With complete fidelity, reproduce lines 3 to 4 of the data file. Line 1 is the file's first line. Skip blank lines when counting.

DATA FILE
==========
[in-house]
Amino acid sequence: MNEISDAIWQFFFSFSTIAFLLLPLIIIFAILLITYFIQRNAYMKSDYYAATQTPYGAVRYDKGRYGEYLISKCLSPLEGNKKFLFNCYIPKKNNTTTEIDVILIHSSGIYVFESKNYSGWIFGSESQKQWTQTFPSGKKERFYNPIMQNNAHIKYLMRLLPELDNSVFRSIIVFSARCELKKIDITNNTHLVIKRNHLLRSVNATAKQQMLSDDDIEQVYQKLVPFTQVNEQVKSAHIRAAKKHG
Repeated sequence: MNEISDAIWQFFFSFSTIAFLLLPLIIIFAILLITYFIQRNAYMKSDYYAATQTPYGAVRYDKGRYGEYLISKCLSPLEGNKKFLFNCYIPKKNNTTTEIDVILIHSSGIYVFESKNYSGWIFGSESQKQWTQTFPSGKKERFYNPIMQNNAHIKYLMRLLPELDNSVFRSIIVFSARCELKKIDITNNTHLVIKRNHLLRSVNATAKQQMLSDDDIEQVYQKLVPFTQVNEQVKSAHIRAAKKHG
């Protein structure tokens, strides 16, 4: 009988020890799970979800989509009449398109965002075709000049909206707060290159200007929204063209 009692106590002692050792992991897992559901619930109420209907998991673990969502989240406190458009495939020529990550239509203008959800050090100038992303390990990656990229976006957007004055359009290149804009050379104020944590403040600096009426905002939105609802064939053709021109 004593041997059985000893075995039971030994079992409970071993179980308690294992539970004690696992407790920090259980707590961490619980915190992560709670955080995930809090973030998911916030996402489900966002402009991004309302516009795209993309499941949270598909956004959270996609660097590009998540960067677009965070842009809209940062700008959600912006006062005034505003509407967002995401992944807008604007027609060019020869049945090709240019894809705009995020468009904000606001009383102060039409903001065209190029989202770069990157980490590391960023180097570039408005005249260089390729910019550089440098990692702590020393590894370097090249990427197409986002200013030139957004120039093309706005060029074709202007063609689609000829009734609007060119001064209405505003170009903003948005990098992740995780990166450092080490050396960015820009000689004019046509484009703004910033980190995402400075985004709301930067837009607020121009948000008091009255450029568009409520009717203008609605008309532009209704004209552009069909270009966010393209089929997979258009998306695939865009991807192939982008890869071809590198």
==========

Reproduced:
Repeated sequence: MNEISDAIWQFFFSFSTIAFLLLPLIIIFAILLITYFIQRNAYMKSDYYAATQTPYGAVRYDKGRYGEYLISKCLSPLEGNKKFLFNCYIPKKNNTTTEIDVILIHSSGIYVFESKNYSGWIFGSESQKQWTQTFPSGKKERFYNPIMQNNAHIKYLMRLLPELDNSVFRSIIVFSARCELKKIDITNNTHLVIKRNHLLRSVNATAKQQMLSDDDIEQVYQKLVPFTQVNEQVKSAHIRAAKKHG
């Protein structure tokens, strides 16, 4: 009988020890799970979800989509009449398109965002075709000049909206707060290159200007929204063209 009692106590002692050792992991897992559901619930109420209907998991673990969502989240406190458009495939020529990550239509203008959800050090100038992303390990990656990229976006957007004055359009290149804009050379104020944590403040600096009426905002939105609802064939053709021109 004593041997059985000893075995039971030994079992409970071993179980308690294992539970004690696992407790920090259980707590961490619980915190992560709670955080995930809090973030998911916030996402489900966002402009991004309302516009795209993309499941949270598909956004959270996609660097590009998540960067677009965070842009809209940062700008959600912006006062005034505003509407967002995401992944807008604007027609060019020869049945090709240019894809705009995020468009904000606001009383102060039409903001065209190029989202770069990157980490590391960023180097570039408005005249260089390729910019550089440098990692702590020393590894370097090249990427197409986002200013030139957004120039093309706005060029074709202007063609689609000829009734609007060119001064209405505003170009903003948005990098992740995780990166450092080490050396960015820009000689004019046509484009703004910033980190995402400075985004709301930067837009607020121009948000008091009255450029568009409520009717203008609605008309532009209704004209552009069909270009966010393209089929997979258009998306695939865009991807192939982008890869071809590198």